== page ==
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Today's fortysomethings won't be able to count on Social Security when they retire

Eileen Ambrose's article about "the reward of waiting" for Social Security benefits calls to mind a few observations about the system ("Here's what you should know about Social Security," March 11):

With the stock market quite variable in total returns, and interest rates at historic lows, there is no advantage to taking Social Security benefits early — unless, of course, you don't plan on living very long.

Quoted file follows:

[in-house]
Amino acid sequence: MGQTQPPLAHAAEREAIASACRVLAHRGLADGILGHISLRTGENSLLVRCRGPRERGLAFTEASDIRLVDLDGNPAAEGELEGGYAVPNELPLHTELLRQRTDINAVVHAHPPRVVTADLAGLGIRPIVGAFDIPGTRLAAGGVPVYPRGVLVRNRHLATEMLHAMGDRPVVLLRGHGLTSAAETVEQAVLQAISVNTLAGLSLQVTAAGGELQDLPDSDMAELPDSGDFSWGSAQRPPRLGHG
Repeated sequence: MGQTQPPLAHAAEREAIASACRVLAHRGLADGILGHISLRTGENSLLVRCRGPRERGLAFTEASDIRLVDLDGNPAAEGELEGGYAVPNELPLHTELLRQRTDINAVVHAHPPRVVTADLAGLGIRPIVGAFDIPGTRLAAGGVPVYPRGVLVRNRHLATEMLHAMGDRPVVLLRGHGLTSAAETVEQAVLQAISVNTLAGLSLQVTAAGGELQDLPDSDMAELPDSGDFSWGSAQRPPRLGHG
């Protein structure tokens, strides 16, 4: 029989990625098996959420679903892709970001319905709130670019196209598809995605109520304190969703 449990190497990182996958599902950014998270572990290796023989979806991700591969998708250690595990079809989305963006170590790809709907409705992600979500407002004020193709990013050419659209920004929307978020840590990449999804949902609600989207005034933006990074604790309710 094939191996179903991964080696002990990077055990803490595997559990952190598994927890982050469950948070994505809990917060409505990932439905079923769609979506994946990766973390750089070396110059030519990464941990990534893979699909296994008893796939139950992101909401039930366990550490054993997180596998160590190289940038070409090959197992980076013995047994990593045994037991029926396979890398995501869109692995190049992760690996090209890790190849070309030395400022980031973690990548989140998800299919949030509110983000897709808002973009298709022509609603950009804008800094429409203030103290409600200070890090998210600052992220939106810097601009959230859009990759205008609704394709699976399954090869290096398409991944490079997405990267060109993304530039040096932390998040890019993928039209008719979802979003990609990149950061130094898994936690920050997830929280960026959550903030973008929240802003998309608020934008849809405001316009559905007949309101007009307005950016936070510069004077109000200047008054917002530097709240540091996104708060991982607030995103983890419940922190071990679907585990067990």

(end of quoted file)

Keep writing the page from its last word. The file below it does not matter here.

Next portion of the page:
I take exception, however, to Ms. Ambrose's reference to the total value of the annuity that it would take to generate current Social Security benefits. Unless the government stops reducing employees' contributions to the plan, and unless it fixes the system to make it solvent, you can't look forward to an insured benefit as you could if you owned an annuity.

As it stands now, our Social Security payments will have to be made out of current tax revenues in 15 to 20 years, and we all know that with the perpetual deficit spending our leaders continue to foster we have no hope of being paid our benefits.

Where is the outrage by the folks in the 40 and above age group who will most likely not be able to count on their so-called entitlement benefit? Like everything else government related, we don't face the issues until the sky is falling.

Sam Davis, Towson

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